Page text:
I see in your upcoming talk about Mammals of Iowa that you've listed the civet cat as one of the mammals. This has been a long running debate between my father and a friend of my brother's as to a civet cat's true existence. You've proven my dad correct. But, what exactly is a civet cat? I've not really ever figured that out. Thanks for the information.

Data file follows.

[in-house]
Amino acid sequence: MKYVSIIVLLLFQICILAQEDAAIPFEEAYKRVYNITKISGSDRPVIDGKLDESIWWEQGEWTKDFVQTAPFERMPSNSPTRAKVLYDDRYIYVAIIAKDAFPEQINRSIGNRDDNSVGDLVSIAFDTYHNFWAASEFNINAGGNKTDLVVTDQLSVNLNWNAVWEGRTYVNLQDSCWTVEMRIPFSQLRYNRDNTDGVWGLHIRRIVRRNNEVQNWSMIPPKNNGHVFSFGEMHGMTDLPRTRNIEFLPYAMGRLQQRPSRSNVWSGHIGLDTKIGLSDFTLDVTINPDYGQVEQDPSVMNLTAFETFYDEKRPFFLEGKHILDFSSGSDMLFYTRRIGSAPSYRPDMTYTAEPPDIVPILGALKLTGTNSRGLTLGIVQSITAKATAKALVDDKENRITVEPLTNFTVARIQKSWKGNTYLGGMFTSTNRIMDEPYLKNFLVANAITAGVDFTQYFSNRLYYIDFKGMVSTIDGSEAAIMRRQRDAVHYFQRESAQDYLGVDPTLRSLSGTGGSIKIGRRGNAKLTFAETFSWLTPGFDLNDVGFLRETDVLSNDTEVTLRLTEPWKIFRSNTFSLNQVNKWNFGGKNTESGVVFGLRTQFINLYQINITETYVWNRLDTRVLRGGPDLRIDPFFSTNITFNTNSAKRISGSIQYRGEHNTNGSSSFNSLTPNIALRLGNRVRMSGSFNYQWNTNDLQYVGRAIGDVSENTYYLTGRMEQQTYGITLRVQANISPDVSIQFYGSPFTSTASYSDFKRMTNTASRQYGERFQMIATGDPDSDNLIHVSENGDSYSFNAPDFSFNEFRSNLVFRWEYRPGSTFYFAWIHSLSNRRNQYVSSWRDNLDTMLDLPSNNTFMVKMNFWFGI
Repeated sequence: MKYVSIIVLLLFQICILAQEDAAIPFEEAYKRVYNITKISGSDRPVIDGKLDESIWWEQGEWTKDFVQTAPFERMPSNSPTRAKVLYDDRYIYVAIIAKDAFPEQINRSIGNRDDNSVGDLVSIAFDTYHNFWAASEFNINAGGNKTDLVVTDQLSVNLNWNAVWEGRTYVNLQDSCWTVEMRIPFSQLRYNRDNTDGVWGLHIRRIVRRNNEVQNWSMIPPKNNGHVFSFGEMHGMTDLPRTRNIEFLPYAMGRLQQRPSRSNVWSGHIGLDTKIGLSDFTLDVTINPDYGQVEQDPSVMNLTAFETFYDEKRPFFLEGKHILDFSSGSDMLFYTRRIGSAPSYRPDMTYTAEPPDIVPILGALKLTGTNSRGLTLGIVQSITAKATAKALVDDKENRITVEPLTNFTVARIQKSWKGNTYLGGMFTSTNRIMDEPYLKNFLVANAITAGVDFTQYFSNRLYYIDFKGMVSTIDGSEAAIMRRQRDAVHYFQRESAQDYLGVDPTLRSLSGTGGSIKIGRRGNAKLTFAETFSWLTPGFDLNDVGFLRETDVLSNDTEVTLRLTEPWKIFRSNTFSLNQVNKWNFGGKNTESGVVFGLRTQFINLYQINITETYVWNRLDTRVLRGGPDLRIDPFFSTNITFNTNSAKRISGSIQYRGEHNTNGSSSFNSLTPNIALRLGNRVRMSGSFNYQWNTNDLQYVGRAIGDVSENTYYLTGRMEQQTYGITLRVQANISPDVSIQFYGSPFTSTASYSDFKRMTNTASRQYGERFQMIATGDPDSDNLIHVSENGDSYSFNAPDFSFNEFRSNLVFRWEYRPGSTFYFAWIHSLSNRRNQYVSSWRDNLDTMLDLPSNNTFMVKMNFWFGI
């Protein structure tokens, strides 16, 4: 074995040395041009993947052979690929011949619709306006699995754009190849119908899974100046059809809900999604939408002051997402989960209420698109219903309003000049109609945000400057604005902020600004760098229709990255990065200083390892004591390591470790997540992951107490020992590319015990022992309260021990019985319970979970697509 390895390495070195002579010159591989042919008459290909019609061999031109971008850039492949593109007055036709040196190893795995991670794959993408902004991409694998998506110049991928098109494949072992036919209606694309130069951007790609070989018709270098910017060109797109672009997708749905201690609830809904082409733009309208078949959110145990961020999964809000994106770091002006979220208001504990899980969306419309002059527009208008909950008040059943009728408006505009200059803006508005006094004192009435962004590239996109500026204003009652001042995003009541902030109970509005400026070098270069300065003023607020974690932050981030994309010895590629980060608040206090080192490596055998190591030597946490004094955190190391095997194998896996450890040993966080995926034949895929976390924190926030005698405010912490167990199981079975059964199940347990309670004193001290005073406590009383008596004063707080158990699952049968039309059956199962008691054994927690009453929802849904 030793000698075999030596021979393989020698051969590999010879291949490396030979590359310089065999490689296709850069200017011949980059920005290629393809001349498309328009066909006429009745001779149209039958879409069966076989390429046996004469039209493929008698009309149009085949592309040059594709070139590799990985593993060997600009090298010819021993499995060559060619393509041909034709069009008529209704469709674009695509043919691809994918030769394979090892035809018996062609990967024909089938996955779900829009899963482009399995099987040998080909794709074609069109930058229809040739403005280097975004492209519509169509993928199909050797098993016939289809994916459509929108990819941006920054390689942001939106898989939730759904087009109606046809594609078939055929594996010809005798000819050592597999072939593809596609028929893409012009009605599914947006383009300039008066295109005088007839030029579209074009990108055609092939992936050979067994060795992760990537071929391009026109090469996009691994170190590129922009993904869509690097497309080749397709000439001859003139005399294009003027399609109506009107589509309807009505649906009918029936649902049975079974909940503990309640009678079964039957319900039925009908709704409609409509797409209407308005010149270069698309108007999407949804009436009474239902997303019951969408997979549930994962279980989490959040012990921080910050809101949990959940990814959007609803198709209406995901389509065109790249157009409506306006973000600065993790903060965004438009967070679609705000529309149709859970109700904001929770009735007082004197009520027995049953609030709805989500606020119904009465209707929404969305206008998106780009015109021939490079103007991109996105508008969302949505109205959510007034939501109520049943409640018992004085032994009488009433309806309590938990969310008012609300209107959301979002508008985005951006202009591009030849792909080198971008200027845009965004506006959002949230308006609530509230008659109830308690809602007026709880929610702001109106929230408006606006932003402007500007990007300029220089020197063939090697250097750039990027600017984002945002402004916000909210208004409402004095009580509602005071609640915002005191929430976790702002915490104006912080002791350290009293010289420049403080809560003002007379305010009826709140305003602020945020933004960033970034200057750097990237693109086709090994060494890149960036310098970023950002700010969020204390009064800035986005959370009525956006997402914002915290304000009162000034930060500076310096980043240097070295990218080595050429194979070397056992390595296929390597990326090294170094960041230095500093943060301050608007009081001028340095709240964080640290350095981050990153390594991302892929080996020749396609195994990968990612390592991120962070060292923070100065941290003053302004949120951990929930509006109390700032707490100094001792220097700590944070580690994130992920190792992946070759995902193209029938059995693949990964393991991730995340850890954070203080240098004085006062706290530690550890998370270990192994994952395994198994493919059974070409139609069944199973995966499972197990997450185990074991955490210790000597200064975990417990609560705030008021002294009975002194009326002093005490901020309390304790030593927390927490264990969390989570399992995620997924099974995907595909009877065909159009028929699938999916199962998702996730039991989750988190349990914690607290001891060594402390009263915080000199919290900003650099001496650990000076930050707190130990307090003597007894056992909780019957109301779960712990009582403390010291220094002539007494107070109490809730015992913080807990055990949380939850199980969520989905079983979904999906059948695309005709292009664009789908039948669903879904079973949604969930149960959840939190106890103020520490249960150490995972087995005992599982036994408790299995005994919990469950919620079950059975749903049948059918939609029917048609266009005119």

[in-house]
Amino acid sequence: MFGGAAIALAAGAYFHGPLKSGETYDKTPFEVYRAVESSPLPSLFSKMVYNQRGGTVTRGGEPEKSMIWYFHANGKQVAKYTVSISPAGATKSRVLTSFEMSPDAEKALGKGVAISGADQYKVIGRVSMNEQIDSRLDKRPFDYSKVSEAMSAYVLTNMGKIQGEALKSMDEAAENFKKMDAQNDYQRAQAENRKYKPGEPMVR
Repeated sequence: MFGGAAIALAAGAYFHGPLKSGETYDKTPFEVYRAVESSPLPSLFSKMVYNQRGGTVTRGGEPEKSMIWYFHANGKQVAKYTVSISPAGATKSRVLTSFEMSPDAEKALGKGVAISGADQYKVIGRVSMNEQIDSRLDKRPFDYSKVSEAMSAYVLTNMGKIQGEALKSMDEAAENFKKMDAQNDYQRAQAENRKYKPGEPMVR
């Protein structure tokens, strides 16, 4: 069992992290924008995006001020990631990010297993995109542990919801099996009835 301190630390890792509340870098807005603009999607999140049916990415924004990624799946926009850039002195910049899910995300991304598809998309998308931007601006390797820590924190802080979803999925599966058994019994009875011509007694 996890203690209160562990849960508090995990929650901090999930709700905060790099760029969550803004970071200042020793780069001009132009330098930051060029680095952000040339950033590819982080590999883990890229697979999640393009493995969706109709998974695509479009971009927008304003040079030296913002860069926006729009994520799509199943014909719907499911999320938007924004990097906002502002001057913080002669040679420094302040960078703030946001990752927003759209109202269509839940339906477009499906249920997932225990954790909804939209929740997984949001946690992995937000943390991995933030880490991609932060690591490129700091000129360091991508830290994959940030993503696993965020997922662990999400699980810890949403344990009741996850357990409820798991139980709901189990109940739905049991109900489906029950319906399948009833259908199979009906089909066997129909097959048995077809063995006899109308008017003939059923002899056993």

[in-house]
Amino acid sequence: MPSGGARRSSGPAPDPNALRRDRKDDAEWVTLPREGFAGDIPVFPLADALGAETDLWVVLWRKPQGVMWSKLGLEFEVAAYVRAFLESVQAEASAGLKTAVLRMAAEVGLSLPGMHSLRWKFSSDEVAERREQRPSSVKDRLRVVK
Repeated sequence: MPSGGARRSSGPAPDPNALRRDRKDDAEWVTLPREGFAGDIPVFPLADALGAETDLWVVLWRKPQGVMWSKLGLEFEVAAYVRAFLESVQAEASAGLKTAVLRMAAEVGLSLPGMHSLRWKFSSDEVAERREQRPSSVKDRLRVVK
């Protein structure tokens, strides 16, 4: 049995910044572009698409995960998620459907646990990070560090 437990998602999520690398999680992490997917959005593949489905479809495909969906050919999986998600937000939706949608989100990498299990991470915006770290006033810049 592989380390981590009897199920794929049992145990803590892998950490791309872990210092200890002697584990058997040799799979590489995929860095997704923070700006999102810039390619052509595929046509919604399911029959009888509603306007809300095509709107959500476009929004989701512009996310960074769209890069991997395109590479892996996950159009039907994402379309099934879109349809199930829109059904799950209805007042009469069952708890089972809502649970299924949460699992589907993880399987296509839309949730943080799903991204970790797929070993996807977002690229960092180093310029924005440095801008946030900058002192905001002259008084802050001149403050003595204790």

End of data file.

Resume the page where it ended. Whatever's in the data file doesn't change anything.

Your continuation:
People once referred to spotted skunks as civet cats. Spotted skunks are smaller and faster than the more common striped skunk and weigh around 2 pounds. They can climb trees to escape a predator or look for food. Spotted skunks feed mainly on small mammals, but also eat grubs and other insects, as well as corn, grapes, and mulberries. All skunks are highly developed for defense and can spray their foul-smelling musk distances of up to 15 feet. Besides its overpowering odor, the musk can burn the eyes and cause momentary loss of vision. The spotted skunk is uncommon and is considered an endangered species in Iowa. There is a mammal called a civet that lives in Africa and the East Indies. The civet is a little animal, with a catlike body, long legs, a long tail, and a masked face resembling a raccoon or weasel. This animal is distantly related to the common domestic cat, but the civet "cat" is not a cat. Indeed, it is more related to the mongoose than to any cat.